6. Continuing Relationship. Continuous interaction between the worker and employer indicates an employee relationship. Such a relationship may exist in which work is performed at frequently recurring, though irregular, intervals.


 


7. Set Hours of Work. Establishing certain hours in which a worker is to perform a job indicates an employer's control. The fact that an employer can dictate a worker's hours is indicative of an employee relationship.


 


8. Full Time Required. If a worker must devote full time to the employer's business, the employer has control over the amount of time the individual actually spends working and, by implication, restricts the worker from performing other gainful work. In contrast, independent contractors are free to work when and for whom they choose.


 


9. Doing Work on Employer's Premises. Workers required to perform their services on the employer's premises when the work could be performed elsewhere are under the employer's control, which is beyond that which would ordinarily be exerted over an independent contractor. The importance of this factor depends on the nature of the services involved and the extent to which an employer generally requires its employees to perform services on its premises. Control over the place of work is indicated when the employer compels the worker to travel a designated route, canvass a territory within a certain time, or work at a specific place.


 


10. Order or Sequence Set. If an employer has the right to indicate the order or sequence in which work is to be performed, then the worker is probably an employee, particularly if the same results can be achieved in a different order or sequence.


 


11. Oral or Written Reports. The requirement that a worker submit regular reports to the employer can indicate a degree of control. It means the worker must account for his actions on the job to the employer.


 


12. Payment by the Hour, Week, or Month. When a worker is paid by the hour, week, or month and such payment is guaranteed, whether or not certain results are achieved, the worker is generally an employee. In contrast, payments made by the job or on a straight commission basis generally indicate that the worker is an independent contractor.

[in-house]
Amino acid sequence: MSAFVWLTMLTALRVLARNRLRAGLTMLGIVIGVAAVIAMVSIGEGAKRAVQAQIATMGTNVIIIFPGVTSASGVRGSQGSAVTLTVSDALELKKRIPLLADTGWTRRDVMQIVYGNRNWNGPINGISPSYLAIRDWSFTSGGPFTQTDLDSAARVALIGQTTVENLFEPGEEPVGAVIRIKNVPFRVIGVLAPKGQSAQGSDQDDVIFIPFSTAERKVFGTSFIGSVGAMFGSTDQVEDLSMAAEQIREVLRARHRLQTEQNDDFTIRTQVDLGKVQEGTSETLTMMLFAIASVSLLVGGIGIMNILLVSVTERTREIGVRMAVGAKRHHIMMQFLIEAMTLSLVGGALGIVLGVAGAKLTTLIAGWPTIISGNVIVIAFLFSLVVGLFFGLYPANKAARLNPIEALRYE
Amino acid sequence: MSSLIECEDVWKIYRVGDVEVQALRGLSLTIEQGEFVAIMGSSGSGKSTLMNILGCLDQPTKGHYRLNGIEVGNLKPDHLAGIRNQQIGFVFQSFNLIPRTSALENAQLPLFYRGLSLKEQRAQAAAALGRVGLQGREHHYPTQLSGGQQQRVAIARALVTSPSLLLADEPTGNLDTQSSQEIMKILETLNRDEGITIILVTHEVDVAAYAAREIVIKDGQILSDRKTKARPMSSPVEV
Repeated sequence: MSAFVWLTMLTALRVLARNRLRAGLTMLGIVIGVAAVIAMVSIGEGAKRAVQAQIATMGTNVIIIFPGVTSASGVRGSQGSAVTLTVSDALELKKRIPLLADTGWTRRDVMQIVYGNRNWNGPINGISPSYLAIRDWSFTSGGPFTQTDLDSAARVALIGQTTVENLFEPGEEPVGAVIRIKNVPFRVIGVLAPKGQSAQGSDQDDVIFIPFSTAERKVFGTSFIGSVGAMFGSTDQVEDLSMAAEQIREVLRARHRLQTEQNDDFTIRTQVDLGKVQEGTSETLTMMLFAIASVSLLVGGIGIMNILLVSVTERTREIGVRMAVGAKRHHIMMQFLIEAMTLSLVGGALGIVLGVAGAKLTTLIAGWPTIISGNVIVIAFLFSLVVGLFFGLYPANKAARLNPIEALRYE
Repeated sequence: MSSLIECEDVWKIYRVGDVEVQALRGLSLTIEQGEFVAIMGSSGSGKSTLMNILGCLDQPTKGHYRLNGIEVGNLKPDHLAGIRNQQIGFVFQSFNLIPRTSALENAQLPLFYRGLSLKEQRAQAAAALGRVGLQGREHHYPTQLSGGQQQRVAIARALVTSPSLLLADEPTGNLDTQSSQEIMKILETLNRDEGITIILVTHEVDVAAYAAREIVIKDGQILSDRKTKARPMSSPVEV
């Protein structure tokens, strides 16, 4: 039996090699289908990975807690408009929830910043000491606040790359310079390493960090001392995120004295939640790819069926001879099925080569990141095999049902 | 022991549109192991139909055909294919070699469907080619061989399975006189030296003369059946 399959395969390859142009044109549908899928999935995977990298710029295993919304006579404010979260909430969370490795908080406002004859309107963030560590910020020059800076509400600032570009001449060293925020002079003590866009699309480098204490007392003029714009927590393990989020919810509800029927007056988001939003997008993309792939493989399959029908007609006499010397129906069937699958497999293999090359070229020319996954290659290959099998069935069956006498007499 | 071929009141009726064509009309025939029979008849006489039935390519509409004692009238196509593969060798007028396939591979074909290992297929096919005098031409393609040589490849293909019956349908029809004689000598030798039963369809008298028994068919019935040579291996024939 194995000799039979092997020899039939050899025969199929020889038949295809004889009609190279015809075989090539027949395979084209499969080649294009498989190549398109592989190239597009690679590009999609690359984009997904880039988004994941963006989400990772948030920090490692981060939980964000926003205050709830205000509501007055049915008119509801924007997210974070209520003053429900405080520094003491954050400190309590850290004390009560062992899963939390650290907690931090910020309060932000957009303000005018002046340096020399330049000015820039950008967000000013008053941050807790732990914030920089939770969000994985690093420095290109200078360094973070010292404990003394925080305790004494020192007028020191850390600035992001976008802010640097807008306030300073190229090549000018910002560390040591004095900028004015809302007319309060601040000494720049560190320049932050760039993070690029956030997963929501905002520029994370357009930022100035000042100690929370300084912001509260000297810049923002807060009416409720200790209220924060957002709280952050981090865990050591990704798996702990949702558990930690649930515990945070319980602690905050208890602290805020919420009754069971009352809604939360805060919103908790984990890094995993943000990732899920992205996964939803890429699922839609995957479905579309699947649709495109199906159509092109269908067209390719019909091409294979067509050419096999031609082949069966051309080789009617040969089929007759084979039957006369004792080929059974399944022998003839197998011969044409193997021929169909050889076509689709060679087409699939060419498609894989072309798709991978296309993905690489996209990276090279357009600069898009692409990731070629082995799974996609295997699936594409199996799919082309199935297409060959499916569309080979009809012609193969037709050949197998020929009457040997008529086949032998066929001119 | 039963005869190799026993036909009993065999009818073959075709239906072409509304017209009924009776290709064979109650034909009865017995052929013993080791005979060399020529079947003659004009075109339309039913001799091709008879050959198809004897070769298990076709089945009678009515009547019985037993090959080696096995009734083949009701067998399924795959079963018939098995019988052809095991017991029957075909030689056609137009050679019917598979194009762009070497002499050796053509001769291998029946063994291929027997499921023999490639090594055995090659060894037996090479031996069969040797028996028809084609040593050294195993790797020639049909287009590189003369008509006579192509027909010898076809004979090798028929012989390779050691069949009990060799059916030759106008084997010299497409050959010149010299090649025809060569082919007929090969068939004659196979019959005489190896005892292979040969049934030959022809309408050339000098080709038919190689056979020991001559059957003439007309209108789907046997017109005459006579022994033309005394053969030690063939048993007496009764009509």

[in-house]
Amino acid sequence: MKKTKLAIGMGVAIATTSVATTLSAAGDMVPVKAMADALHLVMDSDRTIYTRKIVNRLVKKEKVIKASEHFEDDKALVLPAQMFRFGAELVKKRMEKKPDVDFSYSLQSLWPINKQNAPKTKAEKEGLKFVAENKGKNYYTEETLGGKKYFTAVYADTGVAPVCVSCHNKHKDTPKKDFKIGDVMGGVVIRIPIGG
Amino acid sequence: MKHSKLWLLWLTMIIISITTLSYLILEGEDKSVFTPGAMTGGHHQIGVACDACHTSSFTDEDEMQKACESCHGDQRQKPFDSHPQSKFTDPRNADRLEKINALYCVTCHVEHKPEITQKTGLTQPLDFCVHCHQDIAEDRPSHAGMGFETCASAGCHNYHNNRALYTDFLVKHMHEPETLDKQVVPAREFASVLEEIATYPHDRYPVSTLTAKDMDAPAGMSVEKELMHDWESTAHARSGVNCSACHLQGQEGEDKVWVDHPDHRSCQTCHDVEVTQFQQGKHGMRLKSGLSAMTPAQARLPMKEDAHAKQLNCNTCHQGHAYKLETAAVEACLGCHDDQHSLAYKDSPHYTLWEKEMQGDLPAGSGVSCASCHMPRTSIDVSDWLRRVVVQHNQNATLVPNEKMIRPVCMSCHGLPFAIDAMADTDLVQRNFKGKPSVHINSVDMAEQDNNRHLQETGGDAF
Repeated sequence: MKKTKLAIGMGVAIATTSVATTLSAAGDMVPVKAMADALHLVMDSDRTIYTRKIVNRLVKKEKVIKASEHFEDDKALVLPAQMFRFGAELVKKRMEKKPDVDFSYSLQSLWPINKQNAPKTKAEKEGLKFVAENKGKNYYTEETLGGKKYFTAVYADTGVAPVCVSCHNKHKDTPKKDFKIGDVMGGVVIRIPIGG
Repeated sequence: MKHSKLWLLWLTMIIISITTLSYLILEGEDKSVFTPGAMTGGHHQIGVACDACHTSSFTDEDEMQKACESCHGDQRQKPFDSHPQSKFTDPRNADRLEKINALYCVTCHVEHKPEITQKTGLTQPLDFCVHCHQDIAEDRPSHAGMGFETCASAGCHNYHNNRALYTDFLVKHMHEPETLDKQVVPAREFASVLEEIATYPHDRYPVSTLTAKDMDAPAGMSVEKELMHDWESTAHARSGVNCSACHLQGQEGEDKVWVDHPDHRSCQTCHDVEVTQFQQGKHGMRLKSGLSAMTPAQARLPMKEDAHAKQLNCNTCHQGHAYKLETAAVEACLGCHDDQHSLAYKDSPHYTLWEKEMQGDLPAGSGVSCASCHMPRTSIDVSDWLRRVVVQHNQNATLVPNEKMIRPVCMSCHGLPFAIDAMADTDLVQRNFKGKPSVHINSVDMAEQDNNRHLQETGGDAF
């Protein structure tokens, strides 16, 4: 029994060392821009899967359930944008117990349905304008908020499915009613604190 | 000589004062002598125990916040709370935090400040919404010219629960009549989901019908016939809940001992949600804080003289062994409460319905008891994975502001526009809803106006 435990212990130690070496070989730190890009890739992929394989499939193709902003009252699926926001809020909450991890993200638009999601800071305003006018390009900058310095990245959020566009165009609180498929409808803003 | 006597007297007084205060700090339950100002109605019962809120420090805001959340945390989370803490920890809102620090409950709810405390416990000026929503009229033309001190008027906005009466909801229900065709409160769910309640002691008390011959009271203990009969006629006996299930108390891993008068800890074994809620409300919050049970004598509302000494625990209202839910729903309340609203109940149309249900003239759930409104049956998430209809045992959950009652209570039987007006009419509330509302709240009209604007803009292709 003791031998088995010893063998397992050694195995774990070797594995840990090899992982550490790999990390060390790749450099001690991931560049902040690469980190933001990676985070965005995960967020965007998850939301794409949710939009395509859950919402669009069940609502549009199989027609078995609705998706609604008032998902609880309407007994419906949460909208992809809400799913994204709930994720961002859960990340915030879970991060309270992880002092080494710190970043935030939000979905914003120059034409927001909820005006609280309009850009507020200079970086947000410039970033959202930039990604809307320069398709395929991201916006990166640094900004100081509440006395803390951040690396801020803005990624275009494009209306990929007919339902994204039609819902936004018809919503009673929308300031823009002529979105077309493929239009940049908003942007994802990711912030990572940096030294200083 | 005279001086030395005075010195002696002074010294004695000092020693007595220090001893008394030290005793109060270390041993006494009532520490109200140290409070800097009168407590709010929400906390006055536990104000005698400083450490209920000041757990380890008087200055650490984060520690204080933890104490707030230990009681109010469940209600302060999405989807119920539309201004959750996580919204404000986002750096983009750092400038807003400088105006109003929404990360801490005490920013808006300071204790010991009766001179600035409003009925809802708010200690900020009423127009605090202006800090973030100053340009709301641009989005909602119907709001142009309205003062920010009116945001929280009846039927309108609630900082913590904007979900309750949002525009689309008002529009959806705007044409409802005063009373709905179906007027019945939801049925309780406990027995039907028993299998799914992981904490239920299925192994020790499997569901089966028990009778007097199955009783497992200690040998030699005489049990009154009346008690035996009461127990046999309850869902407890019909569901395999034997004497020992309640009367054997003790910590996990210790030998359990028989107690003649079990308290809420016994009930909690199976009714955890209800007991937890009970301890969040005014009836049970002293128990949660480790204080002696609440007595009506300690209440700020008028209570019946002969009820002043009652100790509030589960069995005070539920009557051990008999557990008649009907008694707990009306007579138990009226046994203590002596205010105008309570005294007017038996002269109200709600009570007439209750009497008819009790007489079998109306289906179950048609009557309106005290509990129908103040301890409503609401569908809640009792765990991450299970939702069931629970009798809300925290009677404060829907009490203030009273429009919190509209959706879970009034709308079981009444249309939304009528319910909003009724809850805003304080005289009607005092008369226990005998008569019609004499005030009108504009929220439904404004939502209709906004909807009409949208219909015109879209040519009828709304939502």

13. Payment of Business and/or Traveling Expenses. The IRS is of the view that when an employer pays a worker's business or traveling expenses, the worker is ordinarily an employee. Conversely, a worker who is paid on a job basis and must pay all incidental expenses is generally an independent contractor. Another issue to consider when evaluating this factor is the agreement between the employer and worker as to how such expenses are to be paid.


 


14. Furnishing Tools and Materials. If the employer furnishes tools, materials, and other equipment for a job, this indicates that the worker is an employee. Independent contractors ordinarily furnish their own tools and materials. In determining what the classification should be, the value of the tools and materials supplied to the worker should be considered as well.


 


15. Significant Investment. A significant investment by a worker in the facilities used in performing services for another is a factor that often establishes an independent contractor relationship. Conversely, the lack of investment in facilities indicates a dependence on the employer for the facilities--which means an employee relationship exists. The rationale is that whoever provides the equipment necessary to perform the services controls the use of the equipment.


 


16. Realization of Profit or Loss. A worker who stands the risk of suffering a financial loss or realizing financial gain as a result of providing services to the employer is generally an independent contractor. In contrast, a worker who has no risk of financial loss is usually an employee.


 


17. Working For More Than One Firm. If a worker performs services for more than one unrelated person or firm at the same time, it generally indicates that the worker is an independent contractor.